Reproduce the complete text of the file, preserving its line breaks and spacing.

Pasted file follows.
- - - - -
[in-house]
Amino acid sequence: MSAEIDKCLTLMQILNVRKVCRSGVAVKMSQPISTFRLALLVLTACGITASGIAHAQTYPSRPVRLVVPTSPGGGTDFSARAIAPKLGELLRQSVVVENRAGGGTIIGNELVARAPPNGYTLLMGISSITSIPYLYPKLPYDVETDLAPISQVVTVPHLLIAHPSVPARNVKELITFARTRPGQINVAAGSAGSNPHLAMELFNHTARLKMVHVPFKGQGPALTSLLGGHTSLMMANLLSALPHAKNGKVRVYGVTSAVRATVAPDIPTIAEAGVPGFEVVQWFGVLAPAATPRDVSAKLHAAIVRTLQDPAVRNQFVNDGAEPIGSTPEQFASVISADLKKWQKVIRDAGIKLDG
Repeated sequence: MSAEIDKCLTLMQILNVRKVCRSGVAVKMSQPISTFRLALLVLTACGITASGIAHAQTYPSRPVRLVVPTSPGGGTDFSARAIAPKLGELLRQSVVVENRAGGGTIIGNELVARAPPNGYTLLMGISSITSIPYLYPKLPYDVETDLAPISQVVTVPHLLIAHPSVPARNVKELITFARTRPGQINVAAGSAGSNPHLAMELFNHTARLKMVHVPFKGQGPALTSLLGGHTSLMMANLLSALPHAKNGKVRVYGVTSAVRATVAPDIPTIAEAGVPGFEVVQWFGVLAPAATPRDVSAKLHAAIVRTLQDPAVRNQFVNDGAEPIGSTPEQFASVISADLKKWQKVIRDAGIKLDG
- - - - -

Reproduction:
[in-house]
Amino acid sequence: MSAEIDKCLTLMQILNVRKVCRSGVAVKMSQPISTFRLALLVLTACGITASGIAHAQTYPSRPVRLVVPTSPGGGTDFSARAIAPKLGELLRQSVVVENRAGGGTIIGNELVARAPPNGYTLLMGISSITSIPYLYPKLPYDVETDLAPISQVVTVPHLLIAHPSVPARNVKELITFARTRPGQINVAAGSAGSNPHLAMELFNHTARLKMVHVPFKGQGPALTSLLGGHTSLMMANLLSALPHAKNGKVRVYGVTSAVRATVAPDIPTIAEAGVPGFEVVQWFGVLAPAATPRDVSAKLHAAIVRTLQDPAVRNQFVNDGAEPIGSTPEQFASVISADLKKWQKVIRDAGIKLDG
Repeated sequence: MSAEIDKCLTLMQILNVRKVCRSGVAVKMSQPISTFRLALLVLTACGITASGIAHAQTYPSRPVRLVVPTSPGGGTDFSARAIAPKLGELLRQSVVVENRAGGGTIIGNELVARAPPNGYTLLMGISSITSIPYLYPKLPYDVETDLAPISQVVTVPHLLIAHPSVPARNVKELITFARTRPGQINVAAGSAGSNPHLAMELFNHTARLKMVHVPFKGQGPALTSLLGGHTSLMMANLLSALPHAKNGKVRVYGVTSAVRATVAPDIPTIAEAGVPGFEVVQWFGVLAPAATPRDVSAKLHAAIVRTLQDPAVRNQFVNDGAEPIGSTPEQFASVISADLKKWQKVIRDAGIKLDG